For me personally, with reading, I can pretty much remember when I started, it was around when I was 13, I’d been a C average student in school. I was doing okay basically, barely average, just squeaking by and I wasn’t reading at all. And then my teacher introduced me to an author named Willard Price. I think I might’ve mentioned him before. Yeah, in the second episode, I think, and starting those books just opened a whole new world for me of an interesting adventure. And that got me into reading. So once I was done with those books, I looked for more and I kept finding new authors and new genres and trying new things, actually down the road, I got into audiobooks and it opened up a whole new world for me and in, so doing it made my reading comprehension go through the roof, of course, but also it led me to start writing and becoming a writer. Here’s a fact: I’ve been reading constantly since I started reading when I was 13. I’m now 40 years old. I’ve never had a moment where I wasn’t reading something or about to start reading something. I’ve always been reading a book or multiple books instead. I think that’s pretty cool. And I also can’t imagine myself not reading. I enjoy it so much. I enjoy getting lost in a book and just forgetting where I am or the world I’m in for the moment and getting lost in the world of that story. And I know every time I’m reading, it’s making me a better writer. It’s making me a better reader. It’s making me comprehend the language more, learn new things about language and structure and how to write.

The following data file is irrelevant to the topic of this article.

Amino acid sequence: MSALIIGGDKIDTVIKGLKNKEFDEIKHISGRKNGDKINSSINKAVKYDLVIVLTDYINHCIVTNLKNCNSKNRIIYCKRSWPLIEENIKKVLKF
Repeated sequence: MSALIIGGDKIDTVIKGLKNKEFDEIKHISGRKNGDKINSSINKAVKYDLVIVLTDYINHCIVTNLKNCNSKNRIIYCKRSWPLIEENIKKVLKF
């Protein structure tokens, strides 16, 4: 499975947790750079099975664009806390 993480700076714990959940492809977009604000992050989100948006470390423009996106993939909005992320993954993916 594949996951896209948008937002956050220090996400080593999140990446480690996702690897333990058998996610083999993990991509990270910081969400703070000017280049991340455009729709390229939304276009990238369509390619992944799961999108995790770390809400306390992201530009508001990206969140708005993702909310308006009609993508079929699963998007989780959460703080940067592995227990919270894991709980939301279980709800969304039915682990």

When I think back about what I was taught about writing in high school and even in college too, I know your basic, you know, subject, noun, verb structure and things like that, but a lot of the more complex sentences and jargon of that and how it’s phrased and wording and all that stuff, I really don’t know. I don’t know the technical term for everything that one would learn in basic English language classes. And that’s because I’ve learned it all through reading. I can tell you when a sentence is wrong and how it’s wrong. I can’t give you the specific term for what’s not being used correctly or how it’s being used and why it’s wrong, but I’ll know when a sentence is wrong or when a tense is wrong or how it needs to be fixed. They say that you have to know the rules to be able to break them. And that is true in writing, you can’t break a rule necessarily to have the wrong tense or the wrong phrasing, if it’s just wrong. But if you know the rule and how it works, you can bend it and mold it to fit whatever story you’re trying to tell, whatever sentence you’re trying to make.